Making my cheese press

The components of my cheese press

Exerting pressure on the cheese would be done by another square steel rod, with some of the pressure being spread out using right-angle brackets.  The steel rods needed to be sufficient in size and strength to not buckle or warp under pressure.

The end result

The end result

After much hacking, sawing, drilling and filing I had what I wanted.  Smooth running joints, and a nice long, strong lever to add mechanical advantage.

Attaching the wall piece was pretty straight forward.  The walls of my cheese room sadly aren’t brick, but with a couple of good-sized screws it seemed solid enough for some serious pressure.  The main lever piece slots into the wall piece smoothly, meaning I can store it separately without interrupting my cheese making.

Mounting the press in the cheese room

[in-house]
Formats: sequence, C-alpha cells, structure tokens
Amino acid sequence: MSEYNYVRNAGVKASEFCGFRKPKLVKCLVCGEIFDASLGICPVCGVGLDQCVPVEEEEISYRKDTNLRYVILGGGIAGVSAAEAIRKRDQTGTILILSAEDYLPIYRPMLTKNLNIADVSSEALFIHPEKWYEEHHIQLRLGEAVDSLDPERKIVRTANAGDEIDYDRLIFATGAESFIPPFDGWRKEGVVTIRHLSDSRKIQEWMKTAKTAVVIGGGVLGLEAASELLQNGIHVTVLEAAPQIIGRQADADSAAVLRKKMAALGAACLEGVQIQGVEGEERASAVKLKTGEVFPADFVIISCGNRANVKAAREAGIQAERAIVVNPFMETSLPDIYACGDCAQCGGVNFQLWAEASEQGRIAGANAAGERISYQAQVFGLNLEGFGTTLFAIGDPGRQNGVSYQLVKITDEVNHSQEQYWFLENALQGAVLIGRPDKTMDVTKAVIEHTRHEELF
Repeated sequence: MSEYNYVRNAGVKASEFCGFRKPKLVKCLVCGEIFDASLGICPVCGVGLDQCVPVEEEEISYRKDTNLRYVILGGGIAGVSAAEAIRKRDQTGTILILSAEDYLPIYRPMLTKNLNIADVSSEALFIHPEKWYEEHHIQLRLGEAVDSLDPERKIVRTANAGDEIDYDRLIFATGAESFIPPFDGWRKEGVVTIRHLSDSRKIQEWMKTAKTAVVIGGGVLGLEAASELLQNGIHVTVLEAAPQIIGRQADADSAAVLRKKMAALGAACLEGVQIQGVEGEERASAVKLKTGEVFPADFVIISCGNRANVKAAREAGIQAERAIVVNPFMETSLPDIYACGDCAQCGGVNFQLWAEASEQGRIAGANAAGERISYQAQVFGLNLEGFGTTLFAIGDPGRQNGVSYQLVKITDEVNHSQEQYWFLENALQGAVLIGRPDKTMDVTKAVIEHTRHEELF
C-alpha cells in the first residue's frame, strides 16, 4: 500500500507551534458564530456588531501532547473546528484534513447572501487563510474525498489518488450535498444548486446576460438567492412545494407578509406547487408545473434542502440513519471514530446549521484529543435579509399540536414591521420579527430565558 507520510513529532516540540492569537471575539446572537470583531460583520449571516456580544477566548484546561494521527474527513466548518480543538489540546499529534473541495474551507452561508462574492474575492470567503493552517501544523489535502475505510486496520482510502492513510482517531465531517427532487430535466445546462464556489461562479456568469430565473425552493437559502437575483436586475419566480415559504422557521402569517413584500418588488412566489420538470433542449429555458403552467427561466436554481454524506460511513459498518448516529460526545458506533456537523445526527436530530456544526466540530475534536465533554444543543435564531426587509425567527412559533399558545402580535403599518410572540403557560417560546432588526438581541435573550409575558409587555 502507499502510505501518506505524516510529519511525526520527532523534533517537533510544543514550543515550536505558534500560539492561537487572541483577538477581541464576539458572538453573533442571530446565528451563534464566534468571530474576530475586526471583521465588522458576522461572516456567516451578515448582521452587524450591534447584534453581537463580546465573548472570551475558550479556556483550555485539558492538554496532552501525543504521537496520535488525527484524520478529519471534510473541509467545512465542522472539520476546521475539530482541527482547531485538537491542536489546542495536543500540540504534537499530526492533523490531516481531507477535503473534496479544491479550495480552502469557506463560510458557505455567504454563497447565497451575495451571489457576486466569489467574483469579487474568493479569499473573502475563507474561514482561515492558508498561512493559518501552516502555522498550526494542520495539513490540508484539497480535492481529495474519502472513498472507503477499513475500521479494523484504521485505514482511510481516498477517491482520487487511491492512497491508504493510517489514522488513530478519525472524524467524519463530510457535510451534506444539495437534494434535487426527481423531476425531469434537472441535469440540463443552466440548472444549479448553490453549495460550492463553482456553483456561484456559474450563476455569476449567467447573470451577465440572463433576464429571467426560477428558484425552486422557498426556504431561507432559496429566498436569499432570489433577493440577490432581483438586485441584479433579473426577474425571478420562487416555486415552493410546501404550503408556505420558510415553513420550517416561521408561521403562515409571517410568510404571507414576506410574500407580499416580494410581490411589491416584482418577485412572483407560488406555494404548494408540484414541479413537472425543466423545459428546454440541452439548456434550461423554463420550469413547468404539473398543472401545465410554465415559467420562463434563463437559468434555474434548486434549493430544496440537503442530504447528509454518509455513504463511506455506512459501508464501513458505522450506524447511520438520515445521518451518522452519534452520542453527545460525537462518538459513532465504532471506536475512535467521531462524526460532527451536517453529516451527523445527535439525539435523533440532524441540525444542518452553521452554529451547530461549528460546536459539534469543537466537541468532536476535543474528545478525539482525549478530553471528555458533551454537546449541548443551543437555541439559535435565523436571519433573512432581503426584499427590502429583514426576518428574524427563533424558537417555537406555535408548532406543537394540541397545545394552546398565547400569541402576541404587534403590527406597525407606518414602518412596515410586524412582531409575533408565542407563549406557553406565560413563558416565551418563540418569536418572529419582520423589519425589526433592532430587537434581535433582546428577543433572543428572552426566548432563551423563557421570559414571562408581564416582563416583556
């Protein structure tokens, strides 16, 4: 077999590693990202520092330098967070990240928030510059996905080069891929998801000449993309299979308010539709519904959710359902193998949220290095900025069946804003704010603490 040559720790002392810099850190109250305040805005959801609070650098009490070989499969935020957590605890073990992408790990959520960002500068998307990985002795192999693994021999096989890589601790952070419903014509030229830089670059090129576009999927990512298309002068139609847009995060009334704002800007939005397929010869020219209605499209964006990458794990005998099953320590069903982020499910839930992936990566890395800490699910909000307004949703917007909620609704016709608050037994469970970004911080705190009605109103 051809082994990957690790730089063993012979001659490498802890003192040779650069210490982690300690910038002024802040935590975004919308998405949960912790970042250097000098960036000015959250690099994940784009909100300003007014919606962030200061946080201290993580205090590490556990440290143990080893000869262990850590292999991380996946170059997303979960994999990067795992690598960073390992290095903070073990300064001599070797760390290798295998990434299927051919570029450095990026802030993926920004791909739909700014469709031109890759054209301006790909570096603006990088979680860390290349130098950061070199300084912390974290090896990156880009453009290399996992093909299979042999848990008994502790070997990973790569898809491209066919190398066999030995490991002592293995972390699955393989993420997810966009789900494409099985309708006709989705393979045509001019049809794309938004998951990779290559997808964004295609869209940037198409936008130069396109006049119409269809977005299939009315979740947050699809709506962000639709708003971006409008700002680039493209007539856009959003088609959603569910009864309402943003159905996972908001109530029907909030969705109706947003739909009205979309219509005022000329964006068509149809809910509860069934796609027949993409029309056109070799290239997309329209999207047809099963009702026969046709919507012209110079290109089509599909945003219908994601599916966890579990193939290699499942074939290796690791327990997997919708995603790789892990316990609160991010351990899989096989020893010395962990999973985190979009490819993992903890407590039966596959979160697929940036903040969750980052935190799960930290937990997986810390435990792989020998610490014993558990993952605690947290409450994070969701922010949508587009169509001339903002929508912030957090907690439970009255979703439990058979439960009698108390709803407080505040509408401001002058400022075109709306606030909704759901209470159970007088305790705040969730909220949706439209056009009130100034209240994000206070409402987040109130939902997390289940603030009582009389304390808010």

Mounting the press in the cheese room

In testing, laden with 1.25kg of mass, the press exerted 4.528kg of mass on the scales, so a mechanical advantage multiplier of just over 3.6.  Not a huge result, but I have plenty of good-sized 1.25kg weights, and the slot-in system has the advantage of being easily extendable with longer bits of steel if required.  I could also easily saw off a bit of the short end of the press to increase the advantage easily.

Mechanical advantage

Mechanical advantage

And here’s the finished press in action!  So far it seems to operate very well indeed.  I’ve just finished making a cheddar with the new set up, and have high hopes.  Will post results… in about 6 months! (that’s a cheddar joke, that is!)

Home cheese press

Home cheese press